Dog sledding, especially in the mountains and especially when gaining altitude, is not just a question of standing on the sled and admiring the scenery while the dogs do all the work. The success of a sled team depends on both its four-footed and two-footed members. Fail to (literally) pull (or push) your weight and the dogs will turn their heads and give you a “come-on-what-are-you-playing-at-I’m-not-doing-this-all-by-myself-you-know” look, and if that doesn’t galvanize you into action, they’ll just stand still in protest until you agree to help out.

In all senses of the word, this day was the high point of the tour for me. We struggled and battled and sweated and fought our way up the pass as the summit loomed tantalisingly, spurring our teams on with words of encouragement and at times almost crawling on our knees behind the sled as we sank into deep snow or pulling the sled out from a drift when we got stuck. As we approached the ridge, the sun was streaming through light cloud and the heavens parted to give us a stunning view down the valley on the other side, with what felt like the whole of creation laid out before us. Marcus informed us that we were particularly fortunate, as this was one of the rare occasions he’d cross the summit of the pass with clear weather, so we took time at the top both to recover from the exertion of the ascent and to savour the moment.

As with everything, what goes up must come down, and soon it was time to mount the sleds once more for a thrilling descent. Tired as we were and exhilarated by the view and our achievement of having reached the top, it would have been all too easy at this point to lose concentration.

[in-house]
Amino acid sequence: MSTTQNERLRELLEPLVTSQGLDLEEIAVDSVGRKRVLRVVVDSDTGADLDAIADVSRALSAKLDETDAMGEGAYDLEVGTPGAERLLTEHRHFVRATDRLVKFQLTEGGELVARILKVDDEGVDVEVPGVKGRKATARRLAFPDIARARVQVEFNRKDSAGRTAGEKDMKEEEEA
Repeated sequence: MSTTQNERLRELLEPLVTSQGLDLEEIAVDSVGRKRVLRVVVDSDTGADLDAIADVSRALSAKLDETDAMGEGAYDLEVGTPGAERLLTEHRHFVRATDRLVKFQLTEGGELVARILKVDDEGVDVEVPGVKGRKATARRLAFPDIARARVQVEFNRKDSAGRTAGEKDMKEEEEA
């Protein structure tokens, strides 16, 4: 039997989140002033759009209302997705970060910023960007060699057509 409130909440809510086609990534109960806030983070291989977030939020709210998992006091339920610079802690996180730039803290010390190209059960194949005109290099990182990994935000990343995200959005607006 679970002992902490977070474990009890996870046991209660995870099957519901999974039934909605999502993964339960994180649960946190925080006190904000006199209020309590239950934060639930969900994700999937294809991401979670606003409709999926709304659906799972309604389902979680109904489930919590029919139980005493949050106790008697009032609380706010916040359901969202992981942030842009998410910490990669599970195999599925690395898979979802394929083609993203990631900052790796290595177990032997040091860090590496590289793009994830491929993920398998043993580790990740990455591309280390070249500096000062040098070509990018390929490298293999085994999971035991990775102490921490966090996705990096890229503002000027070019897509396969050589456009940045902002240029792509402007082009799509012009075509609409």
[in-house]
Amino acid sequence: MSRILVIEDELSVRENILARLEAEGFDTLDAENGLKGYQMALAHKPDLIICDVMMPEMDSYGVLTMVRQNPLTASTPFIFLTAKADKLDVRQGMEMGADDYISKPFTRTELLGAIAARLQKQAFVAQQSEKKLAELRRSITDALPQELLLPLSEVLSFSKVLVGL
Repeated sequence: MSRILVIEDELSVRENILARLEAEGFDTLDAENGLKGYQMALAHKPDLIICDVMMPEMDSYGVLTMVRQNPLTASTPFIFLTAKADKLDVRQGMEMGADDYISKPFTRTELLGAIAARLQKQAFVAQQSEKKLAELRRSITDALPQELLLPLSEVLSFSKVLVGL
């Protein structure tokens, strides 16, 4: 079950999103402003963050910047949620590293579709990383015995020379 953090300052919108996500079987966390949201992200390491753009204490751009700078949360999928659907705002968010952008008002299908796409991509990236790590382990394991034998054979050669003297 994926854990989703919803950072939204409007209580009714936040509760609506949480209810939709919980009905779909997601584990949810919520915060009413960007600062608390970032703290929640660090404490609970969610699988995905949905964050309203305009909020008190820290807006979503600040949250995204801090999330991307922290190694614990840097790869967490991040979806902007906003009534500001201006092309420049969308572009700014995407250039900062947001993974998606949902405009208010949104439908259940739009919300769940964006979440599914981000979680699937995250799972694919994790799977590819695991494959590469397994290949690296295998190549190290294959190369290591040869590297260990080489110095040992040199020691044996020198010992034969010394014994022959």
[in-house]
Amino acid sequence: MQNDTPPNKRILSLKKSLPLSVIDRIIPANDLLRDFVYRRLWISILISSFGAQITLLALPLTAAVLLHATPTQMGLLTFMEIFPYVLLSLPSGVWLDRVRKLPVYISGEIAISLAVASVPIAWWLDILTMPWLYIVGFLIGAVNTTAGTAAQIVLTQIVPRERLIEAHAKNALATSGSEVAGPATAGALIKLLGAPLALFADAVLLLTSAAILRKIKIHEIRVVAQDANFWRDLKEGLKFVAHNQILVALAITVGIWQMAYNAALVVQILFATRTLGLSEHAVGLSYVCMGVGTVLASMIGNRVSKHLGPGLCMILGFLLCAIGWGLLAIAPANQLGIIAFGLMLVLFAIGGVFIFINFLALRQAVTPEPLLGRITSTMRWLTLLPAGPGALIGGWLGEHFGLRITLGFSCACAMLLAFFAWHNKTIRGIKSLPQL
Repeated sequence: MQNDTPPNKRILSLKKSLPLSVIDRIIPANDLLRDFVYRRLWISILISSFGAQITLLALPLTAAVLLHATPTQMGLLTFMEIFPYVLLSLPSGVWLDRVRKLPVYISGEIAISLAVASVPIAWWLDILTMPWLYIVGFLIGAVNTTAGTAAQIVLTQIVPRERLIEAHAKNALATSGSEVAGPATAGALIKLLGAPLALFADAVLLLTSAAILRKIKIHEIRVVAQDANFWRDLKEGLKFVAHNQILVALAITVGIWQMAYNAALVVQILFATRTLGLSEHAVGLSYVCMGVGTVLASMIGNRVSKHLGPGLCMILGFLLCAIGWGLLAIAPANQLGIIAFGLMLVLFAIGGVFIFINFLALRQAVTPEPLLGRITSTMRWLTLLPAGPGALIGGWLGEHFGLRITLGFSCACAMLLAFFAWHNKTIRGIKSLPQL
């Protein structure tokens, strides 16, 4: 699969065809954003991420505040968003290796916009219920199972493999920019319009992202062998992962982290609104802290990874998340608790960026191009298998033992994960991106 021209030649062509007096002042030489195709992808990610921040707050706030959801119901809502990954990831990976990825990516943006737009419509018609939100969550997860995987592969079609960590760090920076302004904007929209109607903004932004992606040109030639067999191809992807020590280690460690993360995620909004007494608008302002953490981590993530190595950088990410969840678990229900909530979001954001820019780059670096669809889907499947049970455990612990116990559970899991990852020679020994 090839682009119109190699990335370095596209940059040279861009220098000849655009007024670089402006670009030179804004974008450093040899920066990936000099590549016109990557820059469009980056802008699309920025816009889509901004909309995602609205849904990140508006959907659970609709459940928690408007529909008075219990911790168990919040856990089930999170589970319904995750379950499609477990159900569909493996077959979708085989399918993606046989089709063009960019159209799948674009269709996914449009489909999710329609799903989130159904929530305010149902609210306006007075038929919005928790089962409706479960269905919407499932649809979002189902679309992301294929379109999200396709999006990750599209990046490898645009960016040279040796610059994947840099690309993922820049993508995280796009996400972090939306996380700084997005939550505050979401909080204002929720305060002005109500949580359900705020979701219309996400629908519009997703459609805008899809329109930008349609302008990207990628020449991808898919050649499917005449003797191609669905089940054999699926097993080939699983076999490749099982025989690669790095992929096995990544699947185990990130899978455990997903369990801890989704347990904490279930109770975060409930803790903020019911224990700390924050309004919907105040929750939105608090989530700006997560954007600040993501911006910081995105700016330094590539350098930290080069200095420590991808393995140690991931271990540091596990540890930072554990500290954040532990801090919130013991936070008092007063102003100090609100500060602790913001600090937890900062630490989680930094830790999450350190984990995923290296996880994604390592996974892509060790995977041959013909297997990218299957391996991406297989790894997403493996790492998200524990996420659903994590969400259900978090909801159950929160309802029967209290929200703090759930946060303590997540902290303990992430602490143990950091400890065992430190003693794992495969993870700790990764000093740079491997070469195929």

Travelling down a steep incline by dogsled can be hazardous, especially for the dogs. A fully loaded sled is heavy and has significant momentum, and unchecked will easily pick up speed and can overtake or even run over the team, with nasty consequences. Marcus was therefore keen to ensure that we took the descent in a controlled and safe manner, spacing the sleds widely apart and taking the route in sections with regular stops. Nevertheless it was an exhilarating ride as we slid and slithered our way down to the valley floor to make our way to the cabins at Sälka, where a wood-fired sauna provided a much-appreciated chance to soothe our muscles and the perfect environment to chat over the exertions and adventures of the day. Plus of course a roll in the snow is obligatory!

The next morning our plan was to take a detour from the main route to the cabins at Hukejaure, up a valley to west. We sledded across a bewitchingly translucent lake and were soon climbing through a narrow and beautiful valley thick with soft new-fallen snow – providing a stunning landscape but making the going heavy. After an hour or so, we reached a particularly steep section, where we stopped behind Marcus while he and his team tried valiantly to break a trail up the slope. Time and again his team would make it about halfway before sliding back in the deep snow, and after half an hour or so it was decided that we would have to change plans as the going was just too heavy. Turning the sleds about in such a narrow gap was quite an operation. The dogs will primarily follow the lead sled, which meant that as Marcus turned about and headed back alongside us, all the other teams turned to follow at the same time, resulting in a major traffic jam of paws, lines and sleds for a while until we got everything untangled!

As we made our way back down the valley, the sky above us was changing fast. Huge, ominous storm clouds were gathering on all sides, while we remained bathed in sunlight from an ever-decreasing hole in the middle. It was one of the most dramatic skies I had ever seen, with the dark brooding storm clouds contrasting starkly with the bright sunshine on the snow.